Long-term effects of nutrients on productivity and species-richness of grassland: the Ossekampen Grassland Experiment
Korevaar, H. ; Geerts, R.H.E.M. - \ 2015
In: Proceedings of the Conference Valuing long-term sites and experiments for agriculture and ecology. - Warwick, UK : Association of Applied Biologists - p. 253 - 256.
European surveillance network for influenza in pigs : Surveillance programs, diagnostic tools and swine influenza virus subtypes identified in 14 European countries from 2010 to 2013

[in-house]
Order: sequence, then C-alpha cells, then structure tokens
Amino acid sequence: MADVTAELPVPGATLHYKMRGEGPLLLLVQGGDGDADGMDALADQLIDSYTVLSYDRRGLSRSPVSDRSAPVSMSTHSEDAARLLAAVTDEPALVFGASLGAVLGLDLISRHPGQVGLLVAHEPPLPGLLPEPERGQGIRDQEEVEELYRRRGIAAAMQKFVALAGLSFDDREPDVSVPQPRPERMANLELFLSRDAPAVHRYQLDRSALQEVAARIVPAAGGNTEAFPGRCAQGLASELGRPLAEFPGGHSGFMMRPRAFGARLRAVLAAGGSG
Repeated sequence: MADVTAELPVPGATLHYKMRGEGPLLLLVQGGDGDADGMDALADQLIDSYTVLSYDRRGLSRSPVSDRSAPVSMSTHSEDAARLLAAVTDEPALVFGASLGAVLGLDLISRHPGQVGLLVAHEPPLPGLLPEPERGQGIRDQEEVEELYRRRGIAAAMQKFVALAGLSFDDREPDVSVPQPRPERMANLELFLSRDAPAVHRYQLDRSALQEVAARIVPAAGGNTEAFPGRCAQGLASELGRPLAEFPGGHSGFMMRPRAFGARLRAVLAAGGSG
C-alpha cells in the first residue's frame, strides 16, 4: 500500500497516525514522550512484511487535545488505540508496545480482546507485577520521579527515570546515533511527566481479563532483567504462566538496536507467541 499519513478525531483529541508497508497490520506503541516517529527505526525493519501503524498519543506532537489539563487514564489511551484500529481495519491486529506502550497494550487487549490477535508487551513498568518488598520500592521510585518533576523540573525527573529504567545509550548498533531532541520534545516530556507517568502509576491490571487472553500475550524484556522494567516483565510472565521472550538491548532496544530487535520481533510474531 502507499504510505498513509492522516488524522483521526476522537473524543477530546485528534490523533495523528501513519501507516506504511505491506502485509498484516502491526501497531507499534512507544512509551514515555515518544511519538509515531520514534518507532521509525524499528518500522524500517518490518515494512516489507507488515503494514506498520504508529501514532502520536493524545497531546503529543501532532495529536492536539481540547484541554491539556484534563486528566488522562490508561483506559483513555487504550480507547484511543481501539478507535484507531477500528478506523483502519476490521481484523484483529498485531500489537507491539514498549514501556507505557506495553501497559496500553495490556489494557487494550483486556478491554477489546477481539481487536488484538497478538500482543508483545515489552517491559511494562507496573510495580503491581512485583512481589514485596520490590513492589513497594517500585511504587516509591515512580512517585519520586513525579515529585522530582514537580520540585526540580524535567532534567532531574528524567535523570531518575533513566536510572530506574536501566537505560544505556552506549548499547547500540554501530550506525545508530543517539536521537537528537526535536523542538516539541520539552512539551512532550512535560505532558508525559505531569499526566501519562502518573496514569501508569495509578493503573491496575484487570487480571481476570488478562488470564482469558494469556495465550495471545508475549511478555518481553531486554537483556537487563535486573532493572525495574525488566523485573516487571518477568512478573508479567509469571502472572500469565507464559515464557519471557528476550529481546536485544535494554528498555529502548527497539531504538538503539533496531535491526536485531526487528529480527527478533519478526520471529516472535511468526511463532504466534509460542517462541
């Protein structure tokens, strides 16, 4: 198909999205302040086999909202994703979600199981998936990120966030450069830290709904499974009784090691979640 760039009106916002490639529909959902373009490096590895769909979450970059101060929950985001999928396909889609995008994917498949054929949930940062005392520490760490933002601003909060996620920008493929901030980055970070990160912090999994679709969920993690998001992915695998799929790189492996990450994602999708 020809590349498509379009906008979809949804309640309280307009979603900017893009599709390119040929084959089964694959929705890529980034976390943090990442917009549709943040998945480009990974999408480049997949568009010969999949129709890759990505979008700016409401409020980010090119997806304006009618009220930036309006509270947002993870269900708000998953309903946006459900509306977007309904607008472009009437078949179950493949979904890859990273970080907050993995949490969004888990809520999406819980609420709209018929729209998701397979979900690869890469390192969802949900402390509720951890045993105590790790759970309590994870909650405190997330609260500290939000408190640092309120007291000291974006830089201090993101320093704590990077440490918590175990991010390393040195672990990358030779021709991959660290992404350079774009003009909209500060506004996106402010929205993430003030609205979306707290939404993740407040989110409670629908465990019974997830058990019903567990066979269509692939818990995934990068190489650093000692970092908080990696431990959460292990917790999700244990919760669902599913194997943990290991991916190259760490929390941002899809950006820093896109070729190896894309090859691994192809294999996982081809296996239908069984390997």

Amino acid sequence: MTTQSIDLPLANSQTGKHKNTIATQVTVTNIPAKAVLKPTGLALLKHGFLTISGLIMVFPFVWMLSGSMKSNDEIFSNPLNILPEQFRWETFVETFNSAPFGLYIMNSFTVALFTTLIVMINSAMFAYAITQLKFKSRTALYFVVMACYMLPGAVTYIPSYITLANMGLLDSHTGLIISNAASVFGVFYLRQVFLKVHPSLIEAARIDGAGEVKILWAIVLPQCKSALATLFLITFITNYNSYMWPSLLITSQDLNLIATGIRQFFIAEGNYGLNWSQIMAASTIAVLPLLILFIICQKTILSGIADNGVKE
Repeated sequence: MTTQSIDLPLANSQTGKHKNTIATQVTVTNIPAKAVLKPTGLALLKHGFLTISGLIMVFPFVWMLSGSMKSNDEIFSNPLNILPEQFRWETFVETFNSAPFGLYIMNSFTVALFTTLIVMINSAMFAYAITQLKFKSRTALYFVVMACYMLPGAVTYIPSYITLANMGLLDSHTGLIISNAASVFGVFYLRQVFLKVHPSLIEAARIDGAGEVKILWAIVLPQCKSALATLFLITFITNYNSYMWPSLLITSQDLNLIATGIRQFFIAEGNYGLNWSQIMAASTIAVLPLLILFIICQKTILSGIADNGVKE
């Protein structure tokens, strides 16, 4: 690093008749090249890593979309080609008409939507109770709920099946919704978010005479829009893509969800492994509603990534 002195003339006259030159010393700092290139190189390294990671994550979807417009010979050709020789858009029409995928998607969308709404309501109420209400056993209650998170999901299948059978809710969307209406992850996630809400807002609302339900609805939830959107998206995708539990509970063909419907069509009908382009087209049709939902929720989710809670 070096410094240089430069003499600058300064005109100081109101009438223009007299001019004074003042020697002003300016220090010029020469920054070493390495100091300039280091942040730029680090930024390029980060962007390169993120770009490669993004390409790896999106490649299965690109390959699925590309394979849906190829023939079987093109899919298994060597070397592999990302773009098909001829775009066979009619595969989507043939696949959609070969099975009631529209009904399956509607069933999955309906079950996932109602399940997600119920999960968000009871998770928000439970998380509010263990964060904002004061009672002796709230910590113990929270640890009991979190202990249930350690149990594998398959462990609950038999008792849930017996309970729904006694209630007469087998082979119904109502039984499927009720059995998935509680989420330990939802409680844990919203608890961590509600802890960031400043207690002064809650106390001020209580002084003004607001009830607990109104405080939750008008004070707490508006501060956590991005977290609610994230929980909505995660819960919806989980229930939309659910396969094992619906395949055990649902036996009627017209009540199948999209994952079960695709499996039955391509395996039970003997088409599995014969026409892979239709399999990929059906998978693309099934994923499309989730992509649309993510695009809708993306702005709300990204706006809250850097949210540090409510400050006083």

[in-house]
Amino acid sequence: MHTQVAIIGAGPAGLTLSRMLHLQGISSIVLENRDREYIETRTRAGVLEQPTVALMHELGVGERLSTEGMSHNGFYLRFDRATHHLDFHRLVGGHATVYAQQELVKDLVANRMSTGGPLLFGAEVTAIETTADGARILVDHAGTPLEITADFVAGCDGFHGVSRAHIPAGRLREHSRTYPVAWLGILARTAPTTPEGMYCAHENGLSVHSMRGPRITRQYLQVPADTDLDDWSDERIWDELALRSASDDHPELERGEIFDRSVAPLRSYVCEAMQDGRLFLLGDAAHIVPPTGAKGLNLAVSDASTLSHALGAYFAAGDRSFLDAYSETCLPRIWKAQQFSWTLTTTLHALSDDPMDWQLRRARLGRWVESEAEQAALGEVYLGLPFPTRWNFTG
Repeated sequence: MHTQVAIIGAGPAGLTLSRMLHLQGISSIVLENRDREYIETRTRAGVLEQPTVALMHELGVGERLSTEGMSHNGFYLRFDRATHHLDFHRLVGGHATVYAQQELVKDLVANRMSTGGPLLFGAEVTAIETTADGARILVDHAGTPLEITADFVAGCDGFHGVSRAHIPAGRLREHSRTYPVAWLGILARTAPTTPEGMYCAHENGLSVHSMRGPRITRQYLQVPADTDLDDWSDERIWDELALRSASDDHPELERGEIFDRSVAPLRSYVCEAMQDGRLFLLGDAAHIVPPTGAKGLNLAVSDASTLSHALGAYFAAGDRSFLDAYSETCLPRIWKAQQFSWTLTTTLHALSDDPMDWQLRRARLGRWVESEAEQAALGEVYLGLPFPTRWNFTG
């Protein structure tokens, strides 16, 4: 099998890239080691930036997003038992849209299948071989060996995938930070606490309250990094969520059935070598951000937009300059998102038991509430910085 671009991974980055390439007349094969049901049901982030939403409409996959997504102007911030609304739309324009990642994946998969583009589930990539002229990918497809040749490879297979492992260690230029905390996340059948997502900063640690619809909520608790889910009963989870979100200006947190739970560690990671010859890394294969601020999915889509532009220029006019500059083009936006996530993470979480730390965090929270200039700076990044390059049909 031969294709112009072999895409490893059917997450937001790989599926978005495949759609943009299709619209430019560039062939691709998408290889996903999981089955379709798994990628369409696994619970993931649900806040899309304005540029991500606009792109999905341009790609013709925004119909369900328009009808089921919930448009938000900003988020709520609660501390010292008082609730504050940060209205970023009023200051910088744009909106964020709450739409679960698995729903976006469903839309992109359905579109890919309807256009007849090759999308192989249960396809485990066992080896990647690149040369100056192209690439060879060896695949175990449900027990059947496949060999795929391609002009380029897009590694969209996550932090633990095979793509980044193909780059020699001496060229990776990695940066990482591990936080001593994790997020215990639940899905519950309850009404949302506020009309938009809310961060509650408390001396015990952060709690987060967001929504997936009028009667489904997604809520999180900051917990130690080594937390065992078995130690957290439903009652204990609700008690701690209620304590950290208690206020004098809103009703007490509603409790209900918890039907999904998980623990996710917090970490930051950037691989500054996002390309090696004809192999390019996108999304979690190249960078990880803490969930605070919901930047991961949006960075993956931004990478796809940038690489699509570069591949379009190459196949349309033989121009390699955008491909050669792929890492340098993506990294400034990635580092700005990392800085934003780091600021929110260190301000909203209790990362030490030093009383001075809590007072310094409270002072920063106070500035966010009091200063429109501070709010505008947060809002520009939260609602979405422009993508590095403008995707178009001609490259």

Simon, Gaëlle ; Larsen, Lars E. ; Dürrwald, Ralf ; Foni, Emanuela ; Harder, Timm ; Reeth, Kristien Van; Markowska-Daniel, Iwona ; Reid, Scott M. ; Dan, Adam ; Maldonado, Jaime ; Huovilainen, Anita ; Billinis, Charalambos ; Davidson, Irit ; Agüero, Montserrat ; Vila, Thaïs ; Hervé, Séverine ; Breum, Solvej Østergaard ; Chiapponi, Chiara ; Urbaniak, Kinga ; Kyriakis, Constantinos S. ; Brown, Ian H. ; Loeffen, Willie ; Meulen, Karen Van der; Schlegel, Michael ; Bublot, Michel ; Kellam, Paul ; Watson, Simon ; Lewis, Nicola S. ; Pybus, Oliver G. ; Webby, Richard ; Chen, Hualan ; Vincent, Amy L. - \ 2014
PLoS One 9 (2014)12. - ISSN 1932-6203